The Goldilocks Density Delivers the Lowest Life Cycle Carbon Emissions

A new study confirms what we have been saying on Treehugger for years.

A berlin Street
A Berlin Street at Goldilocks Density.

Lloyd Alter

A new study with a mouthful of a title, "Decoupling density from tallness in analysing the life cycle greenhouse gas emissions of cities," confirms much of what we have been writing on Treehugger for years—that tall buildings aren't all they're cracked up to be when it comes to sustainability." confirms much of what we have been writing on Treehugger for years—that tall buildings aren't all they're cracked up to be when it comes to sustainability.

Just a few of the posts we've written on this topic include Operating and Embodied Energy Increases With Building Height and We Don't All Have to Live in High Rises to Get Dense Cities and It's Time to Dump the Tired Argument That Density and Height Are Green and Sustainable. But hey, we're just Treehugger—and occasionally the Guardian, where I wrote this piece on cities needing Goldilocks housing density that's "not too high or low, but just right."

The study, written by Francesco Pomponi, Ruth Saint, Jay H. Arehart, Niaz Gharavi, and Bernardino D’Amico, addresses "a growing belief that building taller and denser is better. However, urban environmental design often neglects life cycle [greenhouse gas] emissions." The researchers took into account the embodied carbon from constructing the building, as well as the operating emissions. Their definition:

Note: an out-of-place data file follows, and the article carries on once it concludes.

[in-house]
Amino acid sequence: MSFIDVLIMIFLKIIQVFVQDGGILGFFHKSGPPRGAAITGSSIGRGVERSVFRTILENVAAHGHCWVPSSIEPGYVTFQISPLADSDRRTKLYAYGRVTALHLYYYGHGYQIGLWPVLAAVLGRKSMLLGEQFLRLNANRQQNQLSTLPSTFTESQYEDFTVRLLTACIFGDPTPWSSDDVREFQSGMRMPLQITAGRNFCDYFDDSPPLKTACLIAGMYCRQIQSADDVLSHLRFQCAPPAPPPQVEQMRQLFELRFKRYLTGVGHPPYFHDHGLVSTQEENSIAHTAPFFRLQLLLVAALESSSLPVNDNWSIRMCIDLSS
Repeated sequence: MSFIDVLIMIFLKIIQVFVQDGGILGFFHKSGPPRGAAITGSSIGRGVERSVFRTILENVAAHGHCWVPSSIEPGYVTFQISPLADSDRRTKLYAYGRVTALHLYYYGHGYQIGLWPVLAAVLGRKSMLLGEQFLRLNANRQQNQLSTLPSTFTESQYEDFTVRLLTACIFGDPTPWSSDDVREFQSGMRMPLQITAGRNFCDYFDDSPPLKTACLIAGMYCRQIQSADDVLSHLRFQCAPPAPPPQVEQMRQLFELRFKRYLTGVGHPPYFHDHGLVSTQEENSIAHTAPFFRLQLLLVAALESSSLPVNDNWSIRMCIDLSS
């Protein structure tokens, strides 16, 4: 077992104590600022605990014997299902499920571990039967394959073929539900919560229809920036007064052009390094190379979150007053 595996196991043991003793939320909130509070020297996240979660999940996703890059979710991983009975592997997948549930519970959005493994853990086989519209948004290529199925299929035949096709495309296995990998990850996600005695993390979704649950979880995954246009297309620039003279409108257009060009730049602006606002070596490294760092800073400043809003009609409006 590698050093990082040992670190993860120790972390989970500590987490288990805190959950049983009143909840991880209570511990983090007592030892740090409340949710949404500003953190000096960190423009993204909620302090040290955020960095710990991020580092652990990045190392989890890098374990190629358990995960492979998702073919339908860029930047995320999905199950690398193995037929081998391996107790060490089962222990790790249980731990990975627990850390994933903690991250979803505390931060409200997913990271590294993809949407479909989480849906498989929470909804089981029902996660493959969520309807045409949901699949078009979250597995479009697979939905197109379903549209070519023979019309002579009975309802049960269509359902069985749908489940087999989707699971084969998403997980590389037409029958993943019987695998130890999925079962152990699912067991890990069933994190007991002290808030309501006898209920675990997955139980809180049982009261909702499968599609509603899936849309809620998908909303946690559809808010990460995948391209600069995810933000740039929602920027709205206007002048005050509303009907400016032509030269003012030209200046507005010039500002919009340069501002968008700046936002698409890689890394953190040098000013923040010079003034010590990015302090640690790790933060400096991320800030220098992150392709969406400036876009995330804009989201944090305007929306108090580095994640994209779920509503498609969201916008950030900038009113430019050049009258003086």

"Embodied energy and CO2e emissions are the hidden, 'behind-the-scenes' energy and emissions that are used or generated during the extraction and production of raw materials, the manufacture of the building components, the construction and deconstruction of the building, and the transportation between each phase."

The researchers note that "there has been a growing belief that building taller and denser is better, under the idea that tall buildings make optimal use of space, reduce operational energy use and energy for transportation, and enable more people to be accommodated per square metre of land."

But they confirm previous research and discussion on Treehugger, where we noted that as buildings get taller and skinnier, they get less efficient, with a higher proportion of the space lost to stairs and elevator cores, with heavier construction to support more floors. They also found that lower buildings do not necessarily house fewer people.

"As buildings grow taller they need to be built further apart—for structural reasons, urban policies and regulations, and to preserve reasonable standards of daylight, privacy, and natural ventilation. Furthermore, for a fixed amount of internal volume (e.g. expressed in terms of floor area times the inter-storey height), an increase in the building's tallness corresponds to an increase of the building slenderness and hence to a reduction of its compactness, which is detrimental to space optimality."
 Illustration of the different of urban typologies classified in the present analysis.
Illustration of the different of urban typologies classified in the present analysis. CC4.0 Francesco Pomponi et al

The study includes four basic urban typologies:

  • a—High Density High Rise (HDHR), perhaps Hong Kong
  • b—Low Density High Rise (LDHR), perhaps New York
  • c—High Density Low Rise (LDLR), perhaps Paris
  • d—Low Density Low Rise (LDLR), every other North American city

They then calculated the Life Cycle GHG Emissions (LCGE) for each building type and density, using a 60-year estimated lifecycle.

Summary of the LCGE and population accommodated with a fixed land area for the four urban typologies.
Summary of the LCGE and population accommodated with a fixed land area for the four urban typologies. npj Urban Sustainability